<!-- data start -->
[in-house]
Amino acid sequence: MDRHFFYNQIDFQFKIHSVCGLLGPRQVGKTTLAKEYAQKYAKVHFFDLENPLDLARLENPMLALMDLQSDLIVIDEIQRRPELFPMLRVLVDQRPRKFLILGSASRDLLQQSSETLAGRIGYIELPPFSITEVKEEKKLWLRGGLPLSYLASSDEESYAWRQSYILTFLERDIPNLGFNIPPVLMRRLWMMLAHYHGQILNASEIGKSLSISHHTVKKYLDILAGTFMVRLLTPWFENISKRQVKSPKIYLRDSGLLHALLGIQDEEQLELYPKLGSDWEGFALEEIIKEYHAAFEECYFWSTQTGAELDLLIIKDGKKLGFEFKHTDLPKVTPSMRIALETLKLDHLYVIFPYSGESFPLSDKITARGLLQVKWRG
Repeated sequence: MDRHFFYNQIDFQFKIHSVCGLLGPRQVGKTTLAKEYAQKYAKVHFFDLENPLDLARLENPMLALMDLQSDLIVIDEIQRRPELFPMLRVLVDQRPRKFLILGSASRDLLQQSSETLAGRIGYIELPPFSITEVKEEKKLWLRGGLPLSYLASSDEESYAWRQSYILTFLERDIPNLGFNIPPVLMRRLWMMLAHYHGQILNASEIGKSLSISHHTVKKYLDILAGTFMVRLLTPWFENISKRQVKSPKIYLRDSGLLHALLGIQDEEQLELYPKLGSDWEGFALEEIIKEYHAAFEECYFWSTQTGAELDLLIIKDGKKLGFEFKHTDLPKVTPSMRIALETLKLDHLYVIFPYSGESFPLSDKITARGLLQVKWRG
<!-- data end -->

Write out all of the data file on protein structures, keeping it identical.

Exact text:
[in-house]
Amino acid sequence: MDRHFFYNQIDFQFKIHSVCGLLGPRQVGKTTLAKEYAQKYAKVHFFDLENPLDLARLENPMLALMDLQSDLIVIDEIQRRPELFPMLRVLVDQRPRKFLILGSASRDLLQQSSETLAGRIGYIELPPFSITEVKEEKKLWLRGGLPLSYLASSDEESYAWRQSYILTFLERDIPNLGFNIPPVLMRRLWMMLAHYHGQILNASEIGKSLSISHHTVKKYLDILAGTFMVRLLTPWFENISKRQVKSPKIYLRDSGLLHALLGIQDEEQLELYPKLGSDWEGFALEEIIKEYHAAFEECYFWSTQTGAELDLLIIKDGKKLGFEFKHTDLPKVTPSMRIALETLKLDHLYVIFPYSGESFPLSDKITARGLLQVKWRG
Repeated sequence: MDRHFFYNQIDFQFKIHSVCGLLGPRQVGKTTLAKEYAQKYAKVHFFDLENPLDLARLENPMLALMDLQSDLIVIDEIQRRPELFPMLRVLVDQRPRKFLILGSASRDLLQQSSETLAGRIGYIELPPFSITEVKEEKKLWLRGGLPLSYLASSDEESYAWRQSYILTFLERDIPNLGFNIPPVLMRRLWMMLAHYHGQILNASEIGKSLSISHHTVKKYLDILAGTFMVRLLTPWFENISKRQVKSPKIYLRDSGLLHALLGIQDEEQLELYPKLGSDWEGFALEEIIKEYHAAFEECYFWSTQTGAELDLLIIKDGKKLGFEFKHTDLPKVTPSMRIALETLKLDHLYVIFPYSGESFPLSDKITARGLLQVKWRG